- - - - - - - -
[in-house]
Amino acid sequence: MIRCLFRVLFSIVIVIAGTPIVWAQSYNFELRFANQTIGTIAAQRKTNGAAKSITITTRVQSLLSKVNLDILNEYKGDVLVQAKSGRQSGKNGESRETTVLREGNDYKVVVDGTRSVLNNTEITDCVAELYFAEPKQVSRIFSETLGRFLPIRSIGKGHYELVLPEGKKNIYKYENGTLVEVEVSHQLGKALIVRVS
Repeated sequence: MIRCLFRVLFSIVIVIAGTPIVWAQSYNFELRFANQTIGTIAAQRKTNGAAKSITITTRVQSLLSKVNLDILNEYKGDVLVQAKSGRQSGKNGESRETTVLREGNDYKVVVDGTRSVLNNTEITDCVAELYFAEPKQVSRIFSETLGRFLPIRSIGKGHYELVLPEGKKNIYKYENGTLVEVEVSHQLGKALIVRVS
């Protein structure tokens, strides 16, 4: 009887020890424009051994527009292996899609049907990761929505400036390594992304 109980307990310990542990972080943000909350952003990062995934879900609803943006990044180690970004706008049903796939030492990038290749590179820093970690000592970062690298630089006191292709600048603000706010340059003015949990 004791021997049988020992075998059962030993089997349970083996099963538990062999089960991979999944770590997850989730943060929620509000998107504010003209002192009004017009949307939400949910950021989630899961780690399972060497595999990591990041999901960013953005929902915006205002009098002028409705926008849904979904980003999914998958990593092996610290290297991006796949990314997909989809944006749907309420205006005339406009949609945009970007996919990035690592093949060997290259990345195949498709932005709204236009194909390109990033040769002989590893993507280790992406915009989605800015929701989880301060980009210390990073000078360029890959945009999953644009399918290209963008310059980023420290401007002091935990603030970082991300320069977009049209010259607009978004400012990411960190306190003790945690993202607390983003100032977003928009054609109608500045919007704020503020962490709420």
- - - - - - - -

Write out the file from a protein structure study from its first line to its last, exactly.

[in-house]
Amino acid sequence: MIRCLFRVLFSIVIVIAGTPIVWAQSYNFELRFANQTIGTIAAQRKTNGAAKSITITTRVQSLLSKVNLDILNEYKGDVLVQAKSGRQSGKNGESRETTVLREGNDYKVVVDGTRSVLNNTEITDCVAELYFAEPKQVSRIFSETLGRFLPIRSIGKGHYELVLPEGKKNIYKYENGTLVEVEVSHQLGKALIVRVS
Repeated sequence: MIRCLFRVLFSIVIVIAGTPIVWAQSYNFELRFANQTIGTIAAQRKTNGAAKSITITTRVQSLLSKVNLDILNEYKGDVLVQAKSGRQSGKNGESRETTVLREGNDYKVVVDGTRSVLNNTEITDCVAELYFAEPKQVSRIFSETLGRFLPIRSIGKGHYELVLPEGKKNIYKYENGTLVEVEVSHQLGKALIVRVS
């Protein structure tokens, strides 16, 4: 009887020890424009051994527009292996899609049907990761929505400036390594992304 109980307990310990542990972080943000909350952003990062995934879900609803943006990044180690970004706008049903796939030492990038290749590179820093970690000592970062690298630089006191292709600048603000706010340059003015949990 004791021997049988020992075998059962030993089997349970083996099963538990062999089960991979999944770590997850989730943060929620509000998107504010003209002192009004017009949307939400949910950021989630899961780690399972060497595999990591990041999901960013953005929902915006205002009098002028409705926008849904979904980003999914998958990593092996610290290297991006796949990314997909989809944006749907309420205006005339406009949609945009970007996919990035690592093949060997290259990345195949498709932005709204236009194909390109990033040769002989590893993507280790992406915009989605800015929701989880301060980009210390990073000078360029890959945009999953644009399918290209963008310059980023420290401007002091935990603030970082991300320069977009049209010259607009978004400012990411960190306190003790945690993202607390983003100032977003928009054609109608500045919007704020503020962490709420």